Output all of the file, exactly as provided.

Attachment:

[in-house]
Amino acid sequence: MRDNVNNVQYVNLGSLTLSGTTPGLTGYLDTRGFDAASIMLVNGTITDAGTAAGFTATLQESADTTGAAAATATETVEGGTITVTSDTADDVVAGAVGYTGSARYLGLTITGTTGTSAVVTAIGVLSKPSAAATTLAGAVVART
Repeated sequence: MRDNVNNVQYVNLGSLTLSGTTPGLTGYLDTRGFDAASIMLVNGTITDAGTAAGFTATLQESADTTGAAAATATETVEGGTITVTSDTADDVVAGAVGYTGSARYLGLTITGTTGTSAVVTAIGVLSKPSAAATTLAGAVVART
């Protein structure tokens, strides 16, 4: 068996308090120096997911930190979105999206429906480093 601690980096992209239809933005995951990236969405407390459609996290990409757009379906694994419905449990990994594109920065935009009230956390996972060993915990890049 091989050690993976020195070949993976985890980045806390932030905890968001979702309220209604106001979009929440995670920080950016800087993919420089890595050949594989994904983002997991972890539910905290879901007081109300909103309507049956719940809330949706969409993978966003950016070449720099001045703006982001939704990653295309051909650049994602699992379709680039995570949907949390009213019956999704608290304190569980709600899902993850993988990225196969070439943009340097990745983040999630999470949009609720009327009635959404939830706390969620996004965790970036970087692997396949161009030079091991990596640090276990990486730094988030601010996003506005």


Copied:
[in-house]
Amino acid sequence: MRDNVNNVQYVNLGSLTLSGTTPGLTGYLDTRGFDAASIMLVNGTITDAGTAAGFTATLQESADTTGAAAATATETVEGGTITVTSDTADDVVAGAVGYTGSARYLGLTITGTTGTSAVVTAIGVLSKPSAAATTLAGAVVART
Repeated sequence: MRDNVNNVQYVNLGSLTLSGTTPGLTGYLDTRGFDAASIMLVNGTITDAGTAAGFTATLQESADTTGAAAATATETVEGGTITVTSDTADDVVAGAVGYTGSARYLGLTITGTTGTSAVVTAIGVLSKPSAAATTLAGAVVART
């Protein structure tokens, strides 16, 4: 068996308090120096997911930190979105999206429906480093 601690980096992209239809933005995951990236969405407390459609996290990409757009379906694994419905449990990994594109920065935009009230956390996972060993915990890049 091989050690993976020195070949993976985890980045806390932030905890968001979702309220209604106001979009929440995670920080950016800087993919420089890595050949594989994904983002997991972890539910905290879901007081109300909103309507049956719940809330949706969409993978966003950016070449720099001045703006982001939704990653295309051909650049994602699992379709680039995570949907949390009213019956999704608290304190569980709600899902993850993988990225196969070439943009340097990745983040999630999470949009609720009327009635959404939830706390969620996004965790970036970087692997396949161009030079091991990596640090276990990486730094988030601010996003506005």